I think the follow-up period depends on the type of study (the risks involved and the length of the study). If it's a drug that is "considered safe" like an FDA approved antidepressant, they probably don't follow people up for the next year. On the other hand, research participants can raise a concern about harm caused by the  study at any time. They will have little credibility if they show up a year later claiming withdrawal only started a year after the study. The idea that withdrawal can start that late is not recognized, as you know. But frankly, I highly doubt someone who has been on a drug for 2 months will get withdrawal after a year. My guess is that those scenarios are more common after long term use. 

 

The leaflets don't specify a protocol, because that's left to the dr's discretion (who is supposed to consider many factors in prescribing a taper, such as length of time person has been on the drug). But all the antidepressants leaflets clearly state these meds should be tapered, so it would be really hard for an institutional review board to approve a research study that will cold turkey people. 

 

The drugs numb some people and agitate others. But I disagree with you that alcohol is safer. Alcohol changes the brain, increases the risk of dementia and can cause death through severe liver issues. Not to  mention that alcohol use is involved in many social problems: domestic violence, gun violence, child abuse, sexual assault, etc. are all more prevalent when a person addicted to alcohol is involved.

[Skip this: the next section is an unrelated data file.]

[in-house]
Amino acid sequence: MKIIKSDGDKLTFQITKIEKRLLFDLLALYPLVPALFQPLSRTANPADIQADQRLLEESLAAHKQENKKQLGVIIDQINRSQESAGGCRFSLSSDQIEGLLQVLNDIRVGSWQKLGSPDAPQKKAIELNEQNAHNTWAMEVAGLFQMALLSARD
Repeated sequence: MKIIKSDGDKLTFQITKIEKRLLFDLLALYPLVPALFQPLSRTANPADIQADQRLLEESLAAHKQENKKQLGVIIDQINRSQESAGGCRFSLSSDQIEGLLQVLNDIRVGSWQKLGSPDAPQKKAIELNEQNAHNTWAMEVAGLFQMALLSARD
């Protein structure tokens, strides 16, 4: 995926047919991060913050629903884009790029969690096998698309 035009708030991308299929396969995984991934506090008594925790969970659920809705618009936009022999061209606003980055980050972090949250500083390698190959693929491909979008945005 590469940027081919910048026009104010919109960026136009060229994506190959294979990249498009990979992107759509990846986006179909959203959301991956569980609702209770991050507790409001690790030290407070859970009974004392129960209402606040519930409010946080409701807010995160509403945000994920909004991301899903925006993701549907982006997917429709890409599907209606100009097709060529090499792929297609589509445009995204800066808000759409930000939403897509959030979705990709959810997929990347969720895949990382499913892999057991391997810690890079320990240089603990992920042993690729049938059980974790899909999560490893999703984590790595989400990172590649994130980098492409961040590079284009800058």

You're contradicting yourself when you say the meds numb people (and hence can sedate anxiety and bad mood), but also they they're not better than placebo. Placebo doesnt numb like alcohol. These meds do in some people. I'm one of them. I had severe anxiety. The meds numbed it. Along with all my other emotions and motivation. But it was no placebo. A placebo effect doesn't last years. 

 

The literature has many issues with conflicts of interest with big pharma, but to say every study is  flawed is incorrect. You're citing Healy to support your claim that it's placebo even in severe cases. Well, Healy is a researcher and what you cited is a research article. If you believe his study is accurate, then you know not all the literature is garbage. Do you have the name of the article so I can check it out please?

 

You kind of answered your own question. Why do trials outside of the US? Precisely because how strict the review boards are here. But harm still happens. All I'm explaining is that claims are taken seriously. But you still have to make a case that the intervention caused you harm. 

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nz11

Hi NB

Well you are clearly more knowledgable than I am on this topic.

 

Several times you have said I have contradicted myself however you are doing the same:

58 minutes ago, Newbeginning said:

All I'm explaining is that claims are taken seriously. But you still have to make a case that the intervention caused you harm. 

 I am sorry but I see it a different way, claims are not taken seriously. 

I guess I have to agree with you on the alcohol however your paragraph on alcohol could easily be a paragraph about the damages and harms that ssris do. Simply replace alcohol with the word ssris. That word would be right at home there.